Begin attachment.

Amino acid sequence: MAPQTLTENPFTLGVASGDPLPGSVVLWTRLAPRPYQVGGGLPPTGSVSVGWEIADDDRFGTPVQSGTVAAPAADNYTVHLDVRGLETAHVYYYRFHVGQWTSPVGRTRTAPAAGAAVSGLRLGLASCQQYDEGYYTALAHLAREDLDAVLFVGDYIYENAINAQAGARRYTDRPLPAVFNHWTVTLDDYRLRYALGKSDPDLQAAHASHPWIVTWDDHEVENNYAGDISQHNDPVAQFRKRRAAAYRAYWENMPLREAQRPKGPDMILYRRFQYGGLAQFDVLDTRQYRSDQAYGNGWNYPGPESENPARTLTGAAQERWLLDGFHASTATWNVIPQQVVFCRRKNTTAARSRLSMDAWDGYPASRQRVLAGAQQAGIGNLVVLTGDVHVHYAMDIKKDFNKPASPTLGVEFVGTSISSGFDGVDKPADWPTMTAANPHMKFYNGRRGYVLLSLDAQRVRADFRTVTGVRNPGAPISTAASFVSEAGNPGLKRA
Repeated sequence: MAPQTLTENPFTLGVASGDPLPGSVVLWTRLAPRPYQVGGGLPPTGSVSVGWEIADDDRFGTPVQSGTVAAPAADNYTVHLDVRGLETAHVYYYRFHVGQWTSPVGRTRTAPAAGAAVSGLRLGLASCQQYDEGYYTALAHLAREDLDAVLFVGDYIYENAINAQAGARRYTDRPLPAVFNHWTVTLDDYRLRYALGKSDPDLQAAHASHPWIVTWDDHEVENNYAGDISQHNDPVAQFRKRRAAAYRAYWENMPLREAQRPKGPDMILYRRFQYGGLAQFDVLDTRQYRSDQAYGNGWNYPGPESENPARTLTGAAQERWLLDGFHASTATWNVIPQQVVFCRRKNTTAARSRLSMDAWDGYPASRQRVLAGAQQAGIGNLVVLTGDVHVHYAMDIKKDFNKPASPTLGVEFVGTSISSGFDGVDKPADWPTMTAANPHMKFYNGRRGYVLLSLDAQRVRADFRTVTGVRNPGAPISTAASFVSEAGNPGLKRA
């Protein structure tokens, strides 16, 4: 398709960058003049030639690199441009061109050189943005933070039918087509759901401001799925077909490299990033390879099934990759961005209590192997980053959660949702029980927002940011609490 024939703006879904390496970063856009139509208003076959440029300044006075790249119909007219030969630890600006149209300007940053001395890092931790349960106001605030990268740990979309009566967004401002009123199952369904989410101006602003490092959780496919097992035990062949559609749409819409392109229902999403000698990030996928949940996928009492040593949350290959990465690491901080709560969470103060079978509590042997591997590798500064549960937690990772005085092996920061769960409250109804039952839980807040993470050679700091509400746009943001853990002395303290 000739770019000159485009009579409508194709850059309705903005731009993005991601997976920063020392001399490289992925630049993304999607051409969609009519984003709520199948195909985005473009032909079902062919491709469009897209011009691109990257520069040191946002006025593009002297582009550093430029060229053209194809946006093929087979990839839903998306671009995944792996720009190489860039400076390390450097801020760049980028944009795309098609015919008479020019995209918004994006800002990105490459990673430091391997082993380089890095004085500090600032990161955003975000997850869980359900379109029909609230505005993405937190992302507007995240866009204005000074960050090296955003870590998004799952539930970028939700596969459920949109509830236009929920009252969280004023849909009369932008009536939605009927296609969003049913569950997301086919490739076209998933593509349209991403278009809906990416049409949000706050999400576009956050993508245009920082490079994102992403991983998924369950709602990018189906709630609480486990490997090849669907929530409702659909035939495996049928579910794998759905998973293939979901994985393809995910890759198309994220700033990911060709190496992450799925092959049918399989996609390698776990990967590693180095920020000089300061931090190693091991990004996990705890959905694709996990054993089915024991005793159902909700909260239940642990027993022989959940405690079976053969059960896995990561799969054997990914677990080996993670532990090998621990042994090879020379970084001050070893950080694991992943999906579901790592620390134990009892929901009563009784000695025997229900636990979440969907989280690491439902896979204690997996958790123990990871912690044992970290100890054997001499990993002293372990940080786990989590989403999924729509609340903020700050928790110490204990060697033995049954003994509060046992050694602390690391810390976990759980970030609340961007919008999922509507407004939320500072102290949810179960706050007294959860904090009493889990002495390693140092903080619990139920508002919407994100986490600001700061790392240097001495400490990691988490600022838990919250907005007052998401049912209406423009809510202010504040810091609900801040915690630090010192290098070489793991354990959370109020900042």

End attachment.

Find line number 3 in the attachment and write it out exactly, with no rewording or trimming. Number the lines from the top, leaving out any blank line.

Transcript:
């Protein structure tokens, strides 16, 4: 398709960058003049030639690199441009061109050189943005933070039918087509759901401001799925077909490299990033390879099934990759961005209590192997980053959660949702029980927002940011609490 024939703006879904390496970063856009139509208003076959440029300044006075790249119909007219030969630890600006149209300007940053001395890092931790349960106001605030990268740990979309009566967004401002009123199952369904989410101006602003490092959780496919097992035990062949559609749409819409392109229902999403000698990030996928949940996928009492040593949350290959990465690491901080709560969470103060079978509590042997591997590798500064549960937690990772005085092996920061769960409250109804039952839980807040993470050679700091509400746009943001853990002395303290 000739770019000159485009009579409508194709850059309705903005731009993005991601997976920063020392001399490289992925630049993304999607051409969609009519984003709520199948195909985005473009032909079902062919491709469009897209011009691109990257520069040191946002006025593009002297582009550093430029060229053209194809946006093929087979990839839903998306671009995944792996720009190489860039400076390390450097801020760049980028944009795309098609015919008479020019995209918004994006800002990105490459990673430091391997082993380089890095004085500090600032990161955003975000997850869980359900379109029909609230505005993405937190992302507007995240866009204005000074960050090296955003870590998004799952539930970028939700596969459920949109509830236009929920009252969280004023849909009369932008009536939605009927296609969003049913569950997301086919490739076209998933593509349209991403278009809906990416049409949000706050999400576009956050993508245009920082490079994102992403991983998924369950709602990018189906709630609480486990490997090849669907929530409702659909035939495996049928579910794998759905998973293939979901994985393809995910890759198309994220700033990911060709190496992450799925092959049918399989996609390698776990990967590693180095920020000089300061931090190693091991990004996990705890959905694709996990054993089915024991005793159902909700909260239940642990027993022989959940405690079976053969059960896995990561799969054997990914677990080996993670532990090998621990042994090879020379970084001050070893950080694991992943999906579901790592620390134990009892929901009563009784000695025997229900636990979440969907989280690491439902896979204690997996958790123990990871912690044992970290100890054997001499990993002293372990940080786990989590989403999924729509609340903020700050928790110490204990060697033995049954003994509060046992050694602390690391810390976990759980970030609340961007919008999922509507407004939320500072102290949810179960706050007294959860904090009493889990002495390693140092903080619990139920508002919407994100986490600001700061790392240097001495400490990691988490600022838990919250907005007052998401049912209406423009809510202010504040810091609900801040915690630090010192290098070489793991354990959370109020900042």